top of page

Covid-19 Vaccination in Malaysia: Responsibilities of Everyone

Updated: Apr 19, 2021

The Covid-19 vaccine has been on the rollout for a month now in Malaysia. As of 23 March 2021, Malaysia has administered 481,989 doses of the vaccination. However, many have yet to register for the vaccine and have questions regarding the vaccination process. This article outlines what you need to know about getting vaccinated and the guidelines for everyone.

Who Should Get Vaccinated?

Generally, everyone 18 years of age and above can be vaccinated.

Special priorities are put for those with the following conditions as they are considered high-risk:

  • Diabetes: Type 1 or 2

  • Obesity: BMI >40 with obesity-related diseases

  • Heart disease including congenital heart disease, atrial fibrillation, coronary artery disease and heart failure

  • Chronic kidney disease: Stages 3-5, undergoing dialysis

  • Pregnancy with co-morbidities: Between 14-33 weeks

  • Cancer (treatment completed and disease stable)

  • Hypertension/ High blood pressure

  • Hypercholesterolaemia

  • Lung disease: Asthma, Chronic Obstructive Pulmonary Disease (COPD)

However, certain groups of people may face contraindication of the vaccine and should consult their doctors before making an appointment to get vaccinated.

The following groups of people fall under this category:

  • People with severe allergies or anaphylaxis after receiving the first dose of covid-19 vaccine (not to take the second dose)

  • People with severe allergies or anaphylaxis to other vaccines, medications or substances

  • People with blood disorders

  • People with a weakened immune system, including cancer patients undergoing treatment and autoimmune diseases: SLE and rheumatoid arthritis on specialised medication

  • People receiving long-term steroids

Responsibilities of The Citizen

General Public

The Covid-19 vaccination is not compulsory for any citizen. However, the government highly recommends everyone above 18-years old register and get the vaccination. For one, the vaccination will protect against contracting the Covid-19 virus. Also, at least 80% of people residing in Malaysia must be vaccinated to achieve herd immunity.

One can easily register for the vaccine via multiple channels such as the MySejahtera application, the official vaccination website -, a hotline number: 1800-888-828, at public and private health facilities and through outreach programmes for rural and interior areas.

With the constant usage of the MySejahtera application for many of us, this is the most convenient option. We need only click a few buttons to get registered, starting with the Covid-19 Vaccinnication button on the home page as pictured below.

The government will run the vaccination in three (3) phases as follows:

  • PHASE 1 (February – April 2021) – This phase is for frontliners in public and healthcare services, essential services, defence and security personnel.

  • PHASE 2 (April – August 2021) – This phase will be targeting the remaining frontline workers and senior citizens and high-risk groups with chronic diseases and people with disabilities (OKU).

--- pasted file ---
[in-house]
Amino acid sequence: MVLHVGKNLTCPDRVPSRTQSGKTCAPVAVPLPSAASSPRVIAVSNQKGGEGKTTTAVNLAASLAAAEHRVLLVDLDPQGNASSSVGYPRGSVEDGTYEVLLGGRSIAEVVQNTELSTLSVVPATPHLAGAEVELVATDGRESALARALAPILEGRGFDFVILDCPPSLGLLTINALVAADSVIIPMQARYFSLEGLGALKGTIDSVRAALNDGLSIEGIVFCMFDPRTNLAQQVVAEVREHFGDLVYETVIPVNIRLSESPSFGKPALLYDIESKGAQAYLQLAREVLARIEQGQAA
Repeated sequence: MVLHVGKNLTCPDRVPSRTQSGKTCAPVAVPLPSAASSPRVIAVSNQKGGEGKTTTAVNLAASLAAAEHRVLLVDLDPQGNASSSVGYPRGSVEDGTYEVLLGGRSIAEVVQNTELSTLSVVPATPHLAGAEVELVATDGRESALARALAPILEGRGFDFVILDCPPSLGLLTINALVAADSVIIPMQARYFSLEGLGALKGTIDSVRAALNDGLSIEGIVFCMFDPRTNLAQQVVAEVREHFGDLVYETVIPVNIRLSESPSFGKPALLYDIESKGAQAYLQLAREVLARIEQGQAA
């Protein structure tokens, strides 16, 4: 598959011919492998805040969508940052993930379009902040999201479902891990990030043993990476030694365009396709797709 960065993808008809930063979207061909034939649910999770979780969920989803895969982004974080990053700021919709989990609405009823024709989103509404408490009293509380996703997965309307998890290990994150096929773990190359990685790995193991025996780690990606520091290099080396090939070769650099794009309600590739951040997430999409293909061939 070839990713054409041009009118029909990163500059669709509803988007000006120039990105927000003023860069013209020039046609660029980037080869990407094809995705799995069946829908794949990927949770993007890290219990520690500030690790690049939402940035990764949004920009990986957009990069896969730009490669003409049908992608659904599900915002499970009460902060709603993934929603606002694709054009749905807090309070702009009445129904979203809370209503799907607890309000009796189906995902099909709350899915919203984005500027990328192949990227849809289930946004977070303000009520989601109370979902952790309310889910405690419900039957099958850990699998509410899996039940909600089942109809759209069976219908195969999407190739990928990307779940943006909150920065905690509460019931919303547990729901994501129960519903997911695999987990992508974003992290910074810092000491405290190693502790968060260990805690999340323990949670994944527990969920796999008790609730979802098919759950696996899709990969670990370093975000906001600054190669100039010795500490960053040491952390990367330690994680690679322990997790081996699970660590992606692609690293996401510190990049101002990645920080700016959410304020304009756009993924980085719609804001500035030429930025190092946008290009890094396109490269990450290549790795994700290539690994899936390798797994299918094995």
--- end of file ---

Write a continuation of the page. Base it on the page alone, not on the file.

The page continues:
• PHASE 3 (May 2021 – February 2022) – This final phase will remain for the adult population aged 18-years old and above.


At the time of writing, employers have no legal enforcement to ensure that their employees are vaccinated. Even within the healthcare industry, where employees are at high-risk to contract the Covid-19 virus, no specific laws enforce it. There are also no statutory laws that will allow employers to enforce a "vaccinated-only" policy in their workspace.

However, Malaysian employers are obliged to provide a safe workspace to their employees as per Section 1(1) of the Occupational Health and Safety Act 1994 ("OSHA 1994"). This obligation could arguably be a point for enforcing policies surrounding the administration of Covid-19 Vaccines for employees.

Many considerations will come into play, such as high-risk employees and persons with pre-existing medical conditions that may not allow them to be vaccinated.

At the very least, the employers could set a guide on managing vaccinated vs unvaccinated employees in the same workspace. There will be a series of legalities that will arise in setting these guides; thus, you should contact a lawyer to help negate any issues as an employer.

Foreign Workers

From this point forward, all foreign workers can only enter Malaysia if they have received the Covid-19 vaccine. This enforcement is in line with other vaccinations that are required for workers entering the country.

As for Foreign Immigrants Without Permission (PATI), there is also a requirement for them to get the vaccine. In its final phase of the Covid-19 National Immunisation Programme, PATI will receive one vaccine shot. They will need to come forward to any related Non-Governmental Organisations (NGOs) or a body such as the United Nations High Commissioner for Refugees (UNCHR) to register for their vaccination.


Covid-19 has been declared a global pandemic for over a year now. The vaccine roll-out is our beacon of hope for a better future, even while we reel from the effects of the pandemic still.

We look forward to a safer, better time and should you need advice to negate the impacts of Covid-19, do contact any of our lawyers, and we will be happy to be of assistance.


Note: This article does not constitute legal advice to any specific case. The facts and circumstances of each case will differ and, therefore, will require specific legal advice. Feel free to contact us for complimentary legal consultation.

17 views0 comments


bottom of page